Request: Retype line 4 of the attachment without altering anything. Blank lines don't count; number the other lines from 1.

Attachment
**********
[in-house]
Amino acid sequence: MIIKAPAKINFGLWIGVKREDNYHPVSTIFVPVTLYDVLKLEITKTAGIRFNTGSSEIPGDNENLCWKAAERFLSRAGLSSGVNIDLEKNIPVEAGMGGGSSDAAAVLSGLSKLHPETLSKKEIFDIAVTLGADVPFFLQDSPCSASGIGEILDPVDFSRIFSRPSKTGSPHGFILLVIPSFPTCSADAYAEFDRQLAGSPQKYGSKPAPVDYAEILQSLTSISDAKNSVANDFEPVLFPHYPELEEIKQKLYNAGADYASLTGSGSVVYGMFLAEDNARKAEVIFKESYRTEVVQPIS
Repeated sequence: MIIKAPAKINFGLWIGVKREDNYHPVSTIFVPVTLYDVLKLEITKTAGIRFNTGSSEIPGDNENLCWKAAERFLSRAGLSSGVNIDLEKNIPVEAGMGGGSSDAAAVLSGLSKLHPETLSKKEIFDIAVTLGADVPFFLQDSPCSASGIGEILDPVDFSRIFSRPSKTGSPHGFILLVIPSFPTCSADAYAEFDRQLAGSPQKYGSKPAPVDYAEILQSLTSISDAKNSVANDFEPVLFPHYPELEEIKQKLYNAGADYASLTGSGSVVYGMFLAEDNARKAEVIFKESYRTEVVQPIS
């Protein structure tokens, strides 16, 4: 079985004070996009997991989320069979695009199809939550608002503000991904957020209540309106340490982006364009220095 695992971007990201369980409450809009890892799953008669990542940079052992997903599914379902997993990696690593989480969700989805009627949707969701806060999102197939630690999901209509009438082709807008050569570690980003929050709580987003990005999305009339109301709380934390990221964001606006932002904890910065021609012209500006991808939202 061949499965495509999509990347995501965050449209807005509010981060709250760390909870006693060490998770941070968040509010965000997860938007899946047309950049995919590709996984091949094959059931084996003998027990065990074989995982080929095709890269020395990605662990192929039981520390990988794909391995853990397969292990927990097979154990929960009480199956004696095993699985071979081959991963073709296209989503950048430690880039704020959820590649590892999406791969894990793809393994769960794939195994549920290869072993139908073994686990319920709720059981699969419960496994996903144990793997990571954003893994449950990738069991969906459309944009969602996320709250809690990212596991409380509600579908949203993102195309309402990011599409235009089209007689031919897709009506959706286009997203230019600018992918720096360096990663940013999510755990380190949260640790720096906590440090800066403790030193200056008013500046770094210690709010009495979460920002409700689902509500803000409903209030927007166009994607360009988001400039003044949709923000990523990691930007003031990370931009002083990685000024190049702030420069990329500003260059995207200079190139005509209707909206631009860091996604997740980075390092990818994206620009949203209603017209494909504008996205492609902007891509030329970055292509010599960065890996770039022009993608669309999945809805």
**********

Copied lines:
């Protein structure tokens, strides 16, 4: 079985004070996009997991989320069979695009199809939550608002503000991904957020209540309106340490982006364009220095 695992971007990201369980409450809009890892799953008669990542940079052992997903599914379902997993990696690593989480969700989805009627949707969701806060999102197939630690999901209509009438082709807008050569570690980003929050709580987003990005999305009339109301709380934390990221964001606006932002904890910065021609012209500006991808939202 061949499965495509999509990347995501965050449209807005509010981060709250760390909870006693060490998770941070968040509010965000997860938007899946047309950049995919590709996984091949094959059931084996003998027990065990074989995982080929095709890269020395990605662990192929039981520390990988794909391995853990397969292990927990097979154990929960009480199956004696095993699985071979081959991963073709296209989503950048430690880039704020959820590649590892999406791969894990793809393994769960794939195994549920290869072993139908073994686990319920709720059981699969419960496994996903144990793997990571954003893994449950990738069991969906459309944009969602996320709250809690990212596991409380509600579908949203993102195309309402990011599409235009089209007689031919897709009506959706286009997203230019600018992918720096360096990663940013999510755990380190949260640790720096906590440090800066403790030193200056008013500046770094210690709010009495979460920002409700689902509500803000409903209030927007166009994607360009988001400039003044949709923000990523990691930007003031990370931009002083990685000024190049702030420069990329500003260059995207200079190139005509209707909206631009860091996604997740980075390092990818994206620009949203209603017209494909504008996205492609902007891509030329970055292509010599960065890996770039022009993608669309999945809805």